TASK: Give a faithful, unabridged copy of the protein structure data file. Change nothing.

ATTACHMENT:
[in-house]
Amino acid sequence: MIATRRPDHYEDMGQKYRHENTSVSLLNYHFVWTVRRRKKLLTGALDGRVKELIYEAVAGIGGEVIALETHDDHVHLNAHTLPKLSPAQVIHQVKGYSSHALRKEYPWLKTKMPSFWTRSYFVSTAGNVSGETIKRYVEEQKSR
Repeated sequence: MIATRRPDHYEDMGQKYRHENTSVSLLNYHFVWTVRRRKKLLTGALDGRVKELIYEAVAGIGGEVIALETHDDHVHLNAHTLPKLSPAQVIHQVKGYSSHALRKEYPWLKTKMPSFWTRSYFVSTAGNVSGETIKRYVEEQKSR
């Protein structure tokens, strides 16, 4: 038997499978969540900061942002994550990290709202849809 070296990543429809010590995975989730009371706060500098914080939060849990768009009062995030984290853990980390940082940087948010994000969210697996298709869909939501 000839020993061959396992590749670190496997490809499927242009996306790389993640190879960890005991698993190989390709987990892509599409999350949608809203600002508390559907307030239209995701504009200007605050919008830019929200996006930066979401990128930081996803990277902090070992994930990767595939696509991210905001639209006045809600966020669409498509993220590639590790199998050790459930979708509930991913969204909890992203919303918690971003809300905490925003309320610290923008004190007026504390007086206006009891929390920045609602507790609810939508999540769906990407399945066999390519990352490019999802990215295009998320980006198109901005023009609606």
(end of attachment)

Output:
[in-house]
Amino acid sequence: MIATRRPDHYEDMGQKYRHENTSVSLLNYHFVWTVRRRKKLLTGALDGRVKELIYEAVAGIGGEVIALETHDDHVHLNAHTLPKLSPAQVIHQVKGYSSHALRKEYPWLKTKMPSFWTRSYFVSTAGNVSGETIKRYVEEQKSR
Repeated sequence: MIATRRPDHYEDMGQKYRHENTSVSLLNYHFVWTVRRRKKLLTGALDGRVKELIYEAVAGIGGEVIALETHDDHVHLNAHTLPKLSPAQVIHQVKGYSSHALRKEYPWLKTKMPSFWTRSYFVSTAGNVSGETIKRYVEEQKSR
């Protein structure tokens, strides 16, 4: 038997499978969540900061942002994550990290709202849809 070296990543429809010590995975989730009371706060500098914080939060849990768009009062995030984290853990980390940082940087948010994000969210697996298709869909939501 000839020993061959396992590749670190496997490809499927242009996306790389993640190879960890005991698993190989390709987990892509599409999350949608809203600002508390559907307030239209995701504009200007605050919008830019929200996006930066979401990128930081996803990277902090070992994930990767595939696509991210905001639209006045809600966020669409498509993220590639590790199998050790459930979708509930991913969204909890992203919303918690971003809300905490925003309320610290923008004190007026504390007086206006009891929390920045609602507790609810939508999540769906990407399945066999390519990352490019999802990215295009998320980006198109901005023009609606």